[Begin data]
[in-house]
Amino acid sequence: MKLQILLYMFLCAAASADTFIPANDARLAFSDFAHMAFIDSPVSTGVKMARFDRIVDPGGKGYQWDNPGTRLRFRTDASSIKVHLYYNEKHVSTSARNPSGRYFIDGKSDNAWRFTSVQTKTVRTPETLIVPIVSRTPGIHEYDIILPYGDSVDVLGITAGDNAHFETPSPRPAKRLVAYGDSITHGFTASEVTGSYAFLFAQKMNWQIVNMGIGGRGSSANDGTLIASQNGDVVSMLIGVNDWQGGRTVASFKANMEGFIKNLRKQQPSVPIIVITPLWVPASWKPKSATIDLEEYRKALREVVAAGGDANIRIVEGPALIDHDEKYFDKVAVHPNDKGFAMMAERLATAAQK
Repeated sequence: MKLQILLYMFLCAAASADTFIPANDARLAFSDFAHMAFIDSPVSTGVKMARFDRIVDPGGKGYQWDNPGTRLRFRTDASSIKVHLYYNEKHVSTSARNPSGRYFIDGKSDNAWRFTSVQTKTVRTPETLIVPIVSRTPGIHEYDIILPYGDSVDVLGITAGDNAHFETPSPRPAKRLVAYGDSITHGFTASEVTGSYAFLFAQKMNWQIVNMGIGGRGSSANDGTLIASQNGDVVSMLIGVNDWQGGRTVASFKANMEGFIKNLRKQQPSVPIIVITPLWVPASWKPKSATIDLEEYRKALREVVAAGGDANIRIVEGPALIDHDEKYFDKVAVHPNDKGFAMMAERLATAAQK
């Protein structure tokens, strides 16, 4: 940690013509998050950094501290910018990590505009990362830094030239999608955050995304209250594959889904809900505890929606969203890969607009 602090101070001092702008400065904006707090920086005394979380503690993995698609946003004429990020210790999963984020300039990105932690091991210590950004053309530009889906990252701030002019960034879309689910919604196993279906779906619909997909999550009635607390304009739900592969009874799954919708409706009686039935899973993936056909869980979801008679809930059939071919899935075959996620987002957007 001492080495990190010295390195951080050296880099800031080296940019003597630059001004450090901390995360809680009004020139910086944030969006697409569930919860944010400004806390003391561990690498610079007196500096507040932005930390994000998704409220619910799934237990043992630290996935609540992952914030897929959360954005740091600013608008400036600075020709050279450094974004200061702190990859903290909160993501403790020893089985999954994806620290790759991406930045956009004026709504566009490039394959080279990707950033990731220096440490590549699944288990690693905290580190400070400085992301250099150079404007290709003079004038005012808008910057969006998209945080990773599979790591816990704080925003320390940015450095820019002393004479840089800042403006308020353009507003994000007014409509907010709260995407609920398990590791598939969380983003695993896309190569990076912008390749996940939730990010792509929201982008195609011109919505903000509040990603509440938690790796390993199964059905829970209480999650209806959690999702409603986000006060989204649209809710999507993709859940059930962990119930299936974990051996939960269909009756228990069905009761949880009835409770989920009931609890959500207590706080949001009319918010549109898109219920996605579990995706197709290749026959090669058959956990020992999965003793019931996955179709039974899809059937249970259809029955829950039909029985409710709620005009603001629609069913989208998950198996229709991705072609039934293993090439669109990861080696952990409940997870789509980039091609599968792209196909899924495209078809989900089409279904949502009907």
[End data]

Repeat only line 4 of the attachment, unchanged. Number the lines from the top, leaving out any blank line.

């Protein structure tokens, strides 16, 4: 940690013509998050950094501290910018990590505009990362830094030239999608955050995304209250594959889904809900505890929606969203890969607009 602090101070001092702008400065904006707090920086005394979380503690993995698609946003004429990020210790999963984020300039990105932690091991210590950004053309530009889906990252701030002019960034879309689910919604196993279906779906619909997909999550009635607390304009739900592969009874799954919708409706009686039935899973993936056909869980979801008679809930059939071919899935075959996620987002957007 001492080495990190010295390195951080050296880099800031080296940019003597630059001004450090901390995360809680009004020139910086944030969006697409569930919860944010400004806390003391561990690498610079007196500096507040932005930390994000998704409220619910799934237990043992630290996935609540992952914030897929959360954005740091600013608008400036600075020709050279450094974004200061702190990859903290909160993501403790020893089985999954994806620290790759991406930045956009004026709504566009490039394959080279990707950033990731220096440490590549699944288990690693905290580190400070400085992301250099150079404007290709003079004038005012808008910057969006998209945080990773599979790591816990704080925003320390940015450095820019002393004479840089800042403006308020353009507003994000007014409509907010709260995407609920398990590791598939969380983003695993896309190569990076912008390749996940939730990010792509929201982008195609011109919505903000509040990603509440938690790796390993199964059905829970209480999650209806959690999702409603986000006060989204649209809710999507993709859940059930962990119930299936974990051996939960269909009756228990069905009761949880009835409770989920009931609890959500207590706080949001009319918010549109898109219920996605579990995706197709290749026959090669058959956990020992999965003793019931996955179709039974899809059937249970259809029955829950039909029985409710709620005009603001629609069913989208998950198996229709991705072609039934293993090439669109990861080696952990409940997870789509980039091609599968792209196909899924495209078809989900089409279904949502009907």